A lot has happened since my last newsletter. Russia invaded Ukraine; Quebec lifted its vaccine passport requirements; Lucy said her first words (Mama, followed mercifully by Dada). She also started walking! We're also neck-deep in Lenten fasts if fasting or intentional spiritual practices are something you're into.
I've got a bit of a grabbag of words for you this month. Much of them are related to staying human in small ways amidst tragedy and trial. Also, the costs of doing, well, anything – from building strong relationships to simply reading a book.
I'm especially eager to share the review of Aggressively Happy I wrote for Fare Forward (below). I want you to read the review because I really want you to read the book. But first, a violinist from Ukraine.
Everything Must Be Paid for Twice
An enormously helpful reflection despite how obvious it all seems by the time you finish reading.
There’s the first price, usually paid in dollars, just to gain possession of the desired thing, whatever it is: a book, a budgeting app, a unicycle, a bundle of kale. But then, in order to make use of the thing, you must also pay a second price. This is the effort and initiative required to gain its benefits, and it can be much higher than the first price.
Relationships Don't Just Happen. They Take Training.
Our need for relationships is innate; our ability to cultivate them is not. It may sound silly, but my practice for Lent this year is to invite people over for simple dinners. Friends, acquaintances, neighbours. I hope it shakes the rust from my social graces.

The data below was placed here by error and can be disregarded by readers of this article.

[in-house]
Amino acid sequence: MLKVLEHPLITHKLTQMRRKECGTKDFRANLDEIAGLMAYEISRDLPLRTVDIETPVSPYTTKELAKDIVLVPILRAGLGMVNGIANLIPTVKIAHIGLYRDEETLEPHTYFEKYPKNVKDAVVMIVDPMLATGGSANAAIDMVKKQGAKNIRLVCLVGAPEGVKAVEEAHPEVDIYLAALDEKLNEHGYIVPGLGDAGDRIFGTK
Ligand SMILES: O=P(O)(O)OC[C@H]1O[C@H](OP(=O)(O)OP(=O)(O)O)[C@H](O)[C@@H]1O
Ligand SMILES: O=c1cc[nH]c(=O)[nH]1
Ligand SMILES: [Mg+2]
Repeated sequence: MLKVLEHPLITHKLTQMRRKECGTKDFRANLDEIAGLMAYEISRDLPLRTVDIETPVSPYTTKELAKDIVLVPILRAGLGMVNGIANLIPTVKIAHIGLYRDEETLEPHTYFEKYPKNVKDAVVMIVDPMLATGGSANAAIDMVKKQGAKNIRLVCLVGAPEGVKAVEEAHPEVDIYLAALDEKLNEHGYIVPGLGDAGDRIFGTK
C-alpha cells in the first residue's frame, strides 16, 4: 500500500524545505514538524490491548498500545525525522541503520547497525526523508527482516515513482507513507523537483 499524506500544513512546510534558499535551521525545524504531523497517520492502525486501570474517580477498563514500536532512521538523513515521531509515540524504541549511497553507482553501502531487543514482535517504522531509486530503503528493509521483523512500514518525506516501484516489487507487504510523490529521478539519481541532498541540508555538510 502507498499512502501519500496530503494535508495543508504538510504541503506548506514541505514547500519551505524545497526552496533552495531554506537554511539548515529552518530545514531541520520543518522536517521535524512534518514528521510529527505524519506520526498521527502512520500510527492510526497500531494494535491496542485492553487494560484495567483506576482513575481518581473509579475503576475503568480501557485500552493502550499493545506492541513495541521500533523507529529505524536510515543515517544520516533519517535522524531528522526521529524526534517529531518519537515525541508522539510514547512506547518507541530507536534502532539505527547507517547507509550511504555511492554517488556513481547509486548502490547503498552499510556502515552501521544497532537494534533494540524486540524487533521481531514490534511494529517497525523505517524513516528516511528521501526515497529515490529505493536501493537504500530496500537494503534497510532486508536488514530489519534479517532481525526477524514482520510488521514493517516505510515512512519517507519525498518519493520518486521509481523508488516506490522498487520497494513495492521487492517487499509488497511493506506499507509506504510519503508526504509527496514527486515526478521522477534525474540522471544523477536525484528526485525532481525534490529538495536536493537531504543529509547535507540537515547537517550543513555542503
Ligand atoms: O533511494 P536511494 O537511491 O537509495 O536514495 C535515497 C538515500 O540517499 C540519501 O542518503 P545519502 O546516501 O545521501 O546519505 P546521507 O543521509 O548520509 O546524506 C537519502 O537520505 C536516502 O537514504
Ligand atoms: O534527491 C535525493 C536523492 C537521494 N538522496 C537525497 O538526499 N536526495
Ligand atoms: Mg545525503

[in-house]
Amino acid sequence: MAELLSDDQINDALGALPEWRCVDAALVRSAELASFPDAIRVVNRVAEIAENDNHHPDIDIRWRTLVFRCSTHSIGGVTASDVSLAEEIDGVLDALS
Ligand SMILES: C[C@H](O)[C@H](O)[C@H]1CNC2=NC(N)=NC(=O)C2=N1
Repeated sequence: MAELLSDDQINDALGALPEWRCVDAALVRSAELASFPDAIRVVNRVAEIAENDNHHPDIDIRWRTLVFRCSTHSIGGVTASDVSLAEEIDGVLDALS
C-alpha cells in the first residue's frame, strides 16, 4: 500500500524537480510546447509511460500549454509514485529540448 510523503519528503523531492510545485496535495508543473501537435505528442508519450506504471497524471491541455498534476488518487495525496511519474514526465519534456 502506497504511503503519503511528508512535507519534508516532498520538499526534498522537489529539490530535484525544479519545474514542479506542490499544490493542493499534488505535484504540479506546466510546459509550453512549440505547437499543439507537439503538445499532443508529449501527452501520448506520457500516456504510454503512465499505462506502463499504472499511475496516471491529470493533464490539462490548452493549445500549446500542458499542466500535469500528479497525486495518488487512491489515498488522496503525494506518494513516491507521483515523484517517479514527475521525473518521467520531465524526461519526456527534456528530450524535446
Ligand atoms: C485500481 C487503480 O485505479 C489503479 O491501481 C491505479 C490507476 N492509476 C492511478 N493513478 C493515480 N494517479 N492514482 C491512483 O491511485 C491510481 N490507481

Belonging isn’t like breathing. There is nothing automatic about it, especially given the changing conditions of modern life. The skills for relationships can’t simply be caught today. Habits of belonging must be taught.
Small Talk Is Not Small
In line with the above piece, this ode to casual conversation is a potent reminder of the value of weak ties. Every robust relationship must begin somewhere; weak ties can grow strong, and strong ties often need quiet moments of low-stakes love.
Small talk is “small” in that it fits the fleeting fragments of time we share with others: time waiting, time in-between, time on our way to somewhere else. A small ale is low in alcohol, and neither is small talk rich in content. It’s not the medium for imparting knowledge, stirring controversy, or looking smart, which may explain why some of us discount it.
More Good Words
- Review: Aggressively Happy – Fare Forward
I wrote this one. I hope you'll read it and immediately order Joy Clarkson's book because it is that good. I bought three extra copies to give to friends, which I've never done before.
- A Brief for the Defense, a poem – Jack Gilbert
This poem, wow. It has strong "aggressively happy" vibes in the best sense. It reminds me very much of C.S. Lewis's essay on living in the shadow of the atomic bomb. In it, he proposes that, even in the face of death, we should be found "doing sensible and human things," by which he means partaking in the common delights of daily life. Things like "praying, working, teaching, reading, listening to music, bathing the children, playing tennis, chatting to our friends over a pint and a game of darts."
A part of me wants to viciously reject the sentiment expressed in the poem, but I believe that part of me is self-righteous and wrong.
- Songs you're entitled to sing – Alan Jacobs
None of the songs I sing belong to me. The best I can give my daughter is humming folk songs I discovered on Spotify – it will have to do.
- To Have and Have Not – Alan Jacobs, The Hedgehog Review
A distillation of the (empty) impulse behind NFTs: "Ownership without consumption; consumption without ownership—this is the circuit many of us occupy. A binary oscillation, on/off, zero/one, as the ultimate distillation of culture. Of human experience."
Thanks for reading Good Words! The best way to support my work is by sharing it with a friend – or you can buy me a beer.